I have co-moderated the FPGA/CPLD Design Group on LinkedIn since 2007. I do this in part to learn more about the FPGA/CPLD domain myself, and in part to help other engineers learn more about FPGAs and other programmable devices.
One question that is often repeated (the LinkedIn discussions are deleted after a time period of about a year) is "What are some good materials from which one can learn about HDLs (hardware description languages) and FPGAs?" Hopefully, with Max's help and input from other members on All Programmable Planet, we can post a list that can remain up until it becomes outdated. (Things often become outdated sooner than one might think in the world of high technology, but VHDL and Verilog have lots of inertia.)
As a starting point, the following is an extract of the LinkedIn FPGA/CPLD Design Group's best recommendations over the last 18 months or so:
Dhaval Panchal: Verilog HDL by Samir Palnitkar offers a good guide to digital design and synthesis.
Duncan Allen:HDL Chip Design by Douglas J Smith is my "go to" book for both Verilog and VHDL.
Vadim Vaynerman: I liked Circuit Design with VHDL by Volnei Pedroni. I started with Ashenden's text, but while that's a good VHDL language reference, it doesn't always make a distinction between the language itself and its synthesizable subset, which is important when working with FPGAs and ASICs.
Both Xilinx and Altera compete neck and neck for good documentation and FPGA slots on boards. The documentation and ease of finding the information the user needs on a topic for design drive the parts applications often --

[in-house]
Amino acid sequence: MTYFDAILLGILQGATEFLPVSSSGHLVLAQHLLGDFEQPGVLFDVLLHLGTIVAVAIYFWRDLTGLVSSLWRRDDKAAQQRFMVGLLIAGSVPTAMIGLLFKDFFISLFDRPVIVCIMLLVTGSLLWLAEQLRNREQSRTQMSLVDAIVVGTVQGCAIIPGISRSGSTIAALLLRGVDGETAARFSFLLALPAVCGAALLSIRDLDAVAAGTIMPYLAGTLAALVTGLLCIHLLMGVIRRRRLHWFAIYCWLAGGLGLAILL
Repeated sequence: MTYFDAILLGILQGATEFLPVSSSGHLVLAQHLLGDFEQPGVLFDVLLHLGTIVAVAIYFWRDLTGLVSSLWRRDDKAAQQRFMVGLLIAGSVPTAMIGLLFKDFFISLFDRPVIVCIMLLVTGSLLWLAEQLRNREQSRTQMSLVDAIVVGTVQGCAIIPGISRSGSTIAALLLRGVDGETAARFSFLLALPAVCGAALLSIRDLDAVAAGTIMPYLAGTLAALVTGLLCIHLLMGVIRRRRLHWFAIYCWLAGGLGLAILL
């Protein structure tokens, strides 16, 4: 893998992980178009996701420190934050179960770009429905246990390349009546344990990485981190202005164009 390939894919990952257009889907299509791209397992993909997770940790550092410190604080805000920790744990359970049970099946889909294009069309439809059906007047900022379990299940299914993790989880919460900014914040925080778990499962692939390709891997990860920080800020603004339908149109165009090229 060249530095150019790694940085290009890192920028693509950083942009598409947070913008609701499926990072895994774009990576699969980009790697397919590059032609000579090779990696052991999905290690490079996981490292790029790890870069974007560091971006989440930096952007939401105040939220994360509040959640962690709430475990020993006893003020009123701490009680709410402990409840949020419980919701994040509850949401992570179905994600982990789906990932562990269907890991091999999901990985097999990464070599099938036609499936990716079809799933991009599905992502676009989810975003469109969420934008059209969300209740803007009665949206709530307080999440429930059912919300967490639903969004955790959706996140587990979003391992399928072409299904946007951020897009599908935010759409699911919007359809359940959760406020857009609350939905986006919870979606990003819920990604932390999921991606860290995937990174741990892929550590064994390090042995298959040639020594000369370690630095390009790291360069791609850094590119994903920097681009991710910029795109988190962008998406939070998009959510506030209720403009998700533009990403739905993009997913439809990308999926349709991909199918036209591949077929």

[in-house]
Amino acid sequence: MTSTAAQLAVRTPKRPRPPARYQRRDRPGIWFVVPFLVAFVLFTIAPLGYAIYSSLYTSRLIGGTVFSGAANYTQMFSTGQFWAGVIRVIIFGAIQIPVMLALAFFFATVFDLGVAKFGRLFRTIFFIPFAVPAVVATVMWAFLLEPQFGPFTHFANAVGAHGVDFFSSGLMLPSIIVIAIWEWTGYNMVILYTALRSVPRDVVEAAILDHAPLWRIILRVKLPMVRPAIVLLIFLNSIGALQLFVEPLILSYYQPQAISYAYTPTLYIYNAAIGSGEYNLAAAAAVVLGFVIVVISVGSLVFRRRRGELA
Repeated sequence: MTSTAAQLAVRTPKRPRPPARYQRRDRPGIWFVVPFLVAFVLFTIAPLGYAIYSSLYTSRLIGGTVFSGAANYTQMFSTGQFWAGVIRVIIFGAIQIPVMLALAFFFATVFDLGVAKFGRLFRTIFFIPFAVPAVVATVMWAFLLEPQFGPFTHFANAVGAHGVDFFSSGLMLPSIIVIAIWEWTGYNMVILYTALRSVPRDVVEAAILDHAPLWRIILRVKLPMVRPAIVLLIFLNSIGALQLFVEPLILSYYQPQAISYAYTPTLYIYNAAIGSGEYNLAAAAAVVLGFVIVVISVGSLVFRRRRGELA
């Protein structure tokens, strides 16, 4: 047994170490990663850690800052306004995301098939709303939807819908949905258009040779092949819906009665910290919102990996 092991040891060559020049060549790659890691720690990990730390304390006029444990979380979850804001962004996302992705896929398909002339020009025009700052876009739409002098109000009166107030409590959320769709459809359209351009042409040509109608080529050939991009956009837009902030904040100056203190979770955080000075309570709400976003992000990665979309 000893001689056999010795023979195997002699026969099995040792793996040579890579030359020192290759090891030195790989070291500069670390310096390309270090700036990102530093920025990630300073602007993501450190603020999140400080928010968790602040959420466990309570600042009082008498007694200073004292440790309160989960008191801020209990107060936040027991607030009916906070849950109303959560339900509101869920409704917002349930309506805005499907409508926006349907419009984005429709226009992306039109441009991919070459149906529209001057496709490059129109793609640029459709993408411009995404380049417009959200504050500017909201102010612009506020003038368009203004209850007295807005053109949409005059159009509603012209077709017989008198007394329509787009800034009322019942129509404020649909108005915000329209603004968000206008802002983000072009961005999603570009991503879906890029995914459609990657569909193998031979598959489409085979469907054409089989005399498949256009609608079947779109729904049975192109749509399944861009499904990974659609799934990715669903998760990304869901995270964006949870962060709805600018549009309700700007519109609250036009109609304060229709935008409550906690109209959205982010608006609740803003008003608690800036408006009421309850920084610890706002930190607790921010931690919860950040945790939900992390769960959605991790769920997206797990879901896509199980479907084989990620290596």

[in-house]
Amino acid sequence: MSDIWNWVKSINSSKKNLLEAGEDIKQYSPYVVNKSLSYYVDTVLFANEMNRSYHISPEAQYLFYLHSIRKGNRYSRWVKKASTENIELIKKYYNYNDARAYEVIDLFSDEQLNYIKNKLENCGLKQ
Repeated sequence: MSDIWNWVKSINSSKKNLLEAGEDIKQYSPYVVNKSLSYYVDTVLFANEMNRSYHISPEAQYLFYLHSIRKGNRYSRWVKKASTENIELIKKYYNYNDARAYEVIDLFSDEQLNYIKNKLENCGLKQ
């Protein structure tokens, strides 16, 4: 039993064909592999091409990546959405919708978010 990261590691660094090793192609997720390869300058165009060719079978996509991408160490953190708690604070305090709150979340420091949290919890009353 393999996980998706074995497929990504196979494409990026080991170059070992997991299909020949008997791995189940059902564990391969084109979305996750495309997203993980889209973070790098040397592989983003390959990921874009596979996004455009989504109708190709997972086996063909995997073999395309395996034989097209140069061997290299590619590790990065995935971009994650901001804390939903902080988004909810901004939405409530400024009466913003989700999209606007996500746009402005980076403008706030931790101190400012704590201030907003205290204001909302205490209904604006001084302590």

I'm, of course, quite new to programmable logic. The biggest surprise for me, relative to written documentations, has been the Xilinx web site. I've been trained to be disappointed by manufacturer's documentation, but the breadth and depth available from Xilinx has been a very pleasant surprise. It's not always easy to find - in fact, I've had better success searching on Google than on the Xilinx site, but there is an incredible amount there. What I've seen is generally easy to follow and understand as well.
I was unable to find TCLgate with a Google search. Do you have a link? I would like to take a look.
In Robot Odyssey, my most complex circuit involved one robot navigating a maze, and radioing its path to a second robot in an identical maze where the walls were invisible and electrified (i.e. your robot dies if it touches a wall). The design involved encoding the first robot's experiences onto a pulse-coded radio signal, decoding the signal on the other side, and taking appropriate action to keep from getting zapped. Loads of fun!
My first exposure to electronic design was in grade school. There was a DOS computer game called "Robot Odyssey". The game teaches about robots and logic gates, and lets you wire up the robots to perform tasks to help you progress through the game. Here's a video from YouTube showing a little of what the game looks like:
I agree for me it was ttl, bit-slice, plds, cplds, and then finally FPGA'S. For those just starting Wakerly or Ciletie's books covering digital design are good nowdays. If all the bloggers could add their favorites that would be great.